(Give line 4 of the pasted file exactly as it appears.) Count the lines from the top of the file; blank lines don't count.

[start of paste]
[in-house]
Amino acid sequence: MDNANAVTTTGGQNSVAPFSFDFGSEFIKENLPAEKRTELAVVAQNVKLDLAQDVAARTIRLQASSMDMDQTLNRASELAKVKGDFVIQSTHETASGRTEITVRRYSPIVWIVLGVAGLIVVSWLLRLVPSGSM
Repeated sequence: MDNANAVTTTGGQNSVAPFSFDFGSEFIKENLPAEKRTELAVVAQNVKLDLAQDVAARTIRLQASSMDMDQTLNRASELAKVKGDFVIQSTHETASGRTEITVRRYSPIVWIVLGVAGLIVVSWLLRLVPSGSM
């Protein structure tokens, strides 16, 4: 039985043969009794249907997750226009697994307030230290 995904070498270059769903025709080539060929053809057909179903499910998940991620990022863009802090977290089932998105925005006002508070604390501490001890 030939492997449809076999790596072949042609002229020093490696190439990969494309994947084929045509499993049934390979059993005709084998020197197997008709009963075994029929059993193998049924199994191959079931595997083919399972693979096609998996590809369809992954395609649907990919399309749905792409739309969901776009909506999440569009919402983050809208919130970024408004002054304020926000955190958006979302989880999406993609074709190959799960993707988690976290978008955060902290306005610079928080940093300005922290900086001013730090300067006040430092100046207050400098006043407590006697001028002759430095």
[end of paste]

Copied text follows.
């Protein structure tokens, strides 16, 4: 039985043969009794249907997750226009697994307030230290 995904070498270059769903025709080539060929053809057909179903499910998940991620990022863009802090977290089932998105925005006002508070604390501490001890 030939492997449809076999790596072949042609002229020093490696190439990969494309994947084929045509499993049934390979059993005709084998020197197997008709009963075994029929059993193998049924199994191959079931595997083919399972693979096609998996590809369809992954395609649907990919399309749905792409739309969901776009909506999440569009919402983050809208919130970024408004002054304020926000955190958006979302989880999406993609074709190959799960993707988690976290978008955060902290306005610079928080940093300005922290900086001013730090300067006040430092100046207050400098006043407590006697001028002759430095």